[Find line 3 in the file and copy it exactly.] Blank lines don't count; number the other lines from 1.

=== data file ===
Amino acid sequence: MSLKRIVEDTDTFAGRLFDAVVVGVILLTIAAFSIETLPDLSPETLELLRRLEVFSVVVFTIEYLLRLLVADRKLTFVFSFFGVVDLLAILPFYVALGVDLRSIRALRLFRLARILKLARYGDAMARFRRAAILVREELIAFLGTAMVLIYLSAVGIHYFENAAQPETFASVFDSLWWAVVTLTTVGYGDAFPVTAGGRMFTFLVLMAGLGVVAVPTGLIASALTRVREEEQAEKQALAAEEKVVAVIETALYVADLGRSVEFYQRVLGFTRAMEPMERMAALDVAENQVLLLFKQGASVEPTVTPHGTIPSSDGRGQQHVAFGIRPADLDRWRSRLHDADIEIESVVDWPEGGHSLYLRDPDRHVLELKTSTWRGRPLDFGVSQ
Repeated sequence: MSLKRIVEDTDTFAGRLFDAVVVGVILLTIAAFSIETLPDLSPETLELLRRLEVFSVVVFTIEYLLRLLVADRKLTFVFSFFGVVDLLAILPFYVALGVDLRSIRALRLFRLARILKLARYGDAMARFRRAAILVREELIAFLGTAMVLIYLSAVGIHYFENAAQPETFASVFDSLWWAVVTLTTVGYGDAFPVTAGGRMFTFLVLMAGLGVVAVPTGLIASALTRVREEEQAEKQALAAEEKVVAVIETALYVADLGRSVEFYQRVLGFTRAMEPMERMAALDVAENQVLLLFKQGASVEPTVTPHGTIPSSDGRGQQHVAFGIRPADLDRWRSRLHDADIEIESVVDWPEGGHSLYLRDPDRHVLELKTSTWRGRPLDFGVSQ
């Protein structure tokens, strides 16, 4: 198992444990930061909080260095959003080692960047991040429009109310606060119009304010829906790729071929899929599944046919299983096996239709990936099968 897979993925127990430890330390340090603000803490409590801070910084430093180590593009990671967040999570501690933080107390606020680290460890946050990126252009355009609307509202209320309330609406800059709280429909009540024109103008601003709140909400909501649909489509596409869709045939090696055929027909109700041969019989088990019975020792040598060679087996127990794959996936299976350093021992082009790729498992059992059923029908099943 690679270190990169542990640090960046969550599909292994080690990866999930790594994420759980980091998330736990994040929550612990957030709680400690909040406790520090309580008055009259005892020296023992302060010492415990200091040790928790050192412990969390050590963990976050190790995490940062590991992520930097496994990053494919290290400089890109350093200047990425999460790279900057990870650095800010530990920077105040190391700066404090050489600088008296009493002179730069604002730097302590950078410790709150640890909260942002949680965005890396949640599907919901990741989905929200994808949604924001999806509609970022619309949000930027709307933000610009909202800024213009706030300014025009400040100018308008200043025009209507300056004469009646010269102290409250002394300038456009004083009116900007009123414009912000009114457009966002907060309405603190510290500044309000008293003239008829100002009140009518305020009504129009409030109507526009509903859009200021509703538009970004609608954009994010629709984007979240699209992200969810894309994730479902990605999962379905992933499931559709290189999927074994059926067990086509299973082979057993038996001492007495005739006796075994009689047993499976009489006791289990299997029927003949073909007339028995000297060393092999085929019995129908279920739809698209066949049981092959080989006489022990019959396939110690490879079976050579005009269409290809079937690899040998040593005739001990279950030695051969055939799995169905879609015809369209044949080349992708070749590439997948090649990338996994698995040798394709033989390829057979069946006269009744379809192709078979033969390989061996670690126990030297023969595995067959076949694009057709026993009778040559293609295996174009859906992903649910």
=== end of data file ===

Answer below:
């Protein structure tokens, strides 16, 4: 198992444990930061909080260095959003080692960047991040429009109310606060119009304010829906790729071929899929599944046919299983096996239709990936099968 897979993925127990430890330390340090603000803490409590801070910084430093180590593009990671967040999570501690933080107390606020680290460890946050990126252009355009609307509202209320309330609406800059709280429909009540024109103008601003709140909400909501649909489509596409869709045939090696055929027909109700041969019989088990019975020792040598060679087996127990794959996936299976350093021992082009790729498992059992059923029908099943 690679270190990169542990640090960046969550599909292994080690990866999930790594994420759980980091998330736990994040929550612990957030709680400690909040406790520090309580008055009259005892020296023992302060010492415990200091040790928790050192412990969390050590963990976050190790995490940062590991992520930097496994990053494919290290400089890109350093200047990425999460790279900057990870650095800010530990920077105040190391700066404090050489600088008296009493002179730069604002730097302590950078410790709150640890909260942002949680965005890396949640599907919901990741989905929200994808949604924001999806509609970022619309949000930027709307933000610009909202800024213009706030300014025009400040100018308008200043025009209507300056004469009646010269102290409250002394300038456009004083009116900007009123414009912000009114457009966002907060309405603190510290500044309000008293003239008829100002009140009518305020009504129009409030109507526009509903859009200021509703538009970004609608954009994010629709984007979240699209992200969810894309994730479902990605999962379905992933499931559709290189999927074994059926067990086509299973082979057993038996001492007495005739006796075994009689047993499976009489006791289990299997029927003949073909007339028995000297060393092999085929019995129908279920739809698209066949049981092959080989006489022990019959396939110690490879079976050579005009269409290809079937690899040998040593005739001990279950030695051969055939799995169905879609015809369209044949080349992708070749590439997948090649990338996994698995040798394709033989390829057979069946006269009744379809192709078979033969390989061996670690126990030297023969595995067959076949694009057709026993009778040559293609295996174009859906992903649910």